Forced labour cry at army in Kashmir
On the morning of August 5, before Kashmir was stripped of its special status, a factory owner on his way to work was stopped by the Indian Army inside Lassipora Industrial Estate, handed a hammer and ordered to get cracking.
A small army camp of 44 Rashtriya Rifles, housed in an abandoned unit of Hindustan Petroleum inside the state’s largest industrial estate, had to be upgraded. Sheds had to be built, the ground levelled and grass planted — so labourers were needed.
“I was stopped by the army and dragged to the camp for begaar (forced labour). They did it with everybody who was moving that way. Inside the camp, I found 20 to 30 civilians already working there and they were also brought there like me,” said the factory owner, whose identity The Telegraph is not revealing for his safety.
“I pleaded that I should be spared because I was a factory owner but they retorted that I have to put in twice as much work as others do. They handed me a hammer and made me work for hours,” he said.
Last week, over two months after the incident, his hands bore marks of injury induced by the forced labour.
The Telegraph spoke to factory owners, employees and residents of adjoining Turkwangan village who alleged that many had to do “begaar” at the army camp. Anyone in the vicinity was stopped, dragged to the unit and made to work for hours, they said. This went on for weeks. This paper spoke to one unit holder, some employees and locals who said they were forced to work at the camp.
The defence spokesperson in Srinagar, Colonel Rajesh Kalia, said these allegations were baseless. “Nobody was harassed or forced to work there,” he said.
The army has since erected drop gates at two ends of the camp facing the road and vehicles moving in or out of the estate towards Turkwangan village are now stopped for checking.
Scrapping the key provisions of Article 370 that gave Kashmir its special status, the Narendra Modi government had said this law had been a barrier in the path of the state’s development and its removal would usher in a new era of progress.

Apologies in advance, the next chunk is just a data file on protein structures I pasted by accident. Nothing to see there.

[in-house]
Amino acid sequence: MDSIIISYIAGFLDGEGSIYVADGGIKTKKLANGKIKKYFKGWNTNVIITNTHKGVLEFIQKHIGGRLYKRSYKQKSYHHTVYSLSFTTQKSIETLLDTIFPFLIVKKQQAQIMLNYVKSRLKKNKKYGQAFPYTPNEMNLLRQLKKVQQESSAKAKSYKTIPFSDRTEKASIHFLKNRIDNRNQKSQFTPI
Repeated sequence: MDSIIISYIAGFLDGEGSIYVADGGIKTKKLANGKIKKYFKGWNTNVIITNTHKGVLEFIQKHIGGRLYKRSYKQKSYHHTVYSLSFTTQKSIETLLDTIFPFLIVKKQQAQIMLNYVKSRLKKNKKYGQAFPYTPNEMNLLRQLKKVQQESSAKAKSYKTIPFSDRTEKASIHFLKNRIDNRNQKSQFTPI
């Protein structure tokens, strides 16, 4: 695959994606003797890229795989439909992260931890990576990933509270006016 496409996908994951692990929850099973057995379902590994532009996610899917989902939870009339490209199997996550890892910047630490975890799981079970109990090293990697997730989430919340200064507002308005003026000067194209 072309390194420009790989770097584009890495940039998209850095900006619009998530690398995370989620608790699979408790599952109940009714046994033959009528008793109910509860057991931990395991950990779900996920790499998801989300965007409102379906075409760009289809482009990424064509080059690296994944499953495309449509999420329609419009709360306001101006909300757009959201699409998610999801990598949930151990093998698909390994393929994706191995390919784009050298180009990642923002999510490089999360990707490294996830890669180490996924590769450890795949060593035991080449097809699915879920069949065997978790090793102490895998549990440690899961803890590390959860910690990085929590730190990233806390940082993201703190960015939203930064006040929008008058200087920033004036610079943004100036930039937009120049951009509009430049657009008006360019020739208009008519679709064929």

On August 5, the entrepreneur was among hundreds of civilians, including employees of units in the industrial estate, who experienced what this development might mean.
“It is they (the army men) who told me on August 5 morning that Article 370 was being scrapped. The announcement came hours later in Parliament,” the factory owner said.
Another entrepreneur, who owns a unit in the estate, said that from hours before Union home minister Amit Shah made the announcement on Article 370 in Parliament and until weeks afterwards they tasted “the first fruits of the development mantra”.
Begaar was a bane of the early years of the militancy in the Valley.
Some people were paid for the labour while many others were not but nobody joined the work voluntarily, the people this paper spoke to said.
“We were directed to construct a few sheds, which we did and were paid for that but the question is whether we were willing to work there or not? We were obviously not,” said one.
“Because of the shutdown and the fear (of the army), we would dread moving into the estate for weeks. Some activity you see around is only a recent phenomenon.”
Some people said they were given rice and oil as wages.
An employee was allegedly badly thrashed, after which the unit holders said they took up the issue with the army officers and things eased.
The estate hosts 350 units, which are shut for weeks as part of a shutdown against the scrapping of the state’s special status. About a dozen-and-a-half cold storages for apples resumed operations more than a week back, allegedly with a go-ahead from militants.
A senior functionary of the unit holders’ association said they suffered huge losses during the past 11 weeks. “Our losses are mounting. NPAs are growing as we are not able to service the debt. My personal losses run into crores,” he said.
The factory owner who was stopped on the morning of August 5 no longer takes the road by the army camp to his place of work, preferring a longer detour.